Chip That Processes And Stores Data Shows Promise
Ferroelectric RAM, image by Raimond Spekking.
Engineers have developed a way that the millions of transistors used to process information could also store information.
The method, detailed in a paper published in Nature Electronics, accomplishes this by solving another problem: combining a transistor with higher-performing memory technology than is used in most computers, called ferroelectric RAM.
Researchers have been trying for decades to integrate the 2, but issues happen at the interface between a ferroelectric material and silicon, the semiconductor material that makes up transistors. Instead, ferroelectric RAM operates as a separate unit on-chip, limiting its potential to make computing much more efficient.
A team led by Peide Ye, the Richard J. and Mary Jo Schwartz Professor of Electrical and Computer Engineering at Purdue University, discovered how to integrate silicon and a ferroelectric material.
“We used a semiconductor that has ferroelectric properties,” Peide Ye said. “This way 2 materials become one material, and you don’t have to worry about the interface issues,” Ye said.
The result is a so-called ferroelectric semiconductor field-effect transistor, built in the same way as transistors currently used on computer chips.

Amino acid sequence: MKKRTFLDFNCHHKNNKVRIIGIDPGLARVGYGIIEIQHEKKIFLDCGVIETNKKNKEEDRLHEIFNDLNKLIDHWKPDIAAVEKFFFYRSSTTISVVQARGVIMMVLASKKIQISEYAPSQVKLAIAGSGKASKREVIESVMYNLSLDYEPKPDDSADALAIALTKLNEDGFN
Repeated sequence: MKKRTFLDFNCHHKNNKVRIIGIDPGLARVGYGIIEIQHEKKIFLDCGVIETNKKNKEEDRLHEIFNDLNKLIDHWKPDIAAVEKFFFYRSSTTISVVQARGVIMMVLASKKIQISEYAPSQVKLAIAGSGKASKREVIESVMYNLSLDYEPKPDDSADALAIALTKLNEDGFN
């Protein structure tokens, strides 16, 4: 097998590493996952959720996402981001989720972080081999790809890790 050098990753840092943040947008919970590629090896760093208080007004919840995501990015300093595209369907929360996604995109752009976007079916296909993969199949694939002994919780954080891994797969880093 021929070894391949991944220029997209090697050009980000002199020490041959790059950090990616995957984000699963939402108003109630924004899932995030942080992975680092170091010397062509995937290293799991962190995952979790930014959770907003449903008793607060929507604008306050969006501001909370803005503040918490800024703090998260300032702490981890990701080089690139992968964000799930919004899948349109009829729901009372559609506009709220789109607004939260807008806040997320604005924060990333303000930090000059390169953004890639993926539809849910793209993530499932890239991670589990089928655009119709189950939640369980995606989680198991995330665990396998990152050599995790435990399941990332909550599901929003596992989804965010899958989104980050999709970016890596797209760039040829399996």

The material, alpha indium selenide, not only has ferroelectric properties, but also addresses the issue of a conventional ferroelectric material usually acting as an insulator rather than a semiconductor due to a so-called wide band gap, which means that electricity cannot pass through and no computing happens.
In the past, researchers hadn’t been able to build a high-performance ferroelectric tunneling junction because its wide band gap made the material too thick for electrical current to pass through. Since alpha indium selenide has a much smaller band gap, the material can be just 10 nanometers thick without losing ferroelectric properties, allowing more current to flow through it.
More current allows a device area to scale down to several nanometers, making chips denser and energy efficient, Ye said. A thinner material — even down to an atomic layer thick – also means that the electrodes on either side of a tunnelling junction can be much smaller, which would be useful for building circuits that mimic networks in the human brain.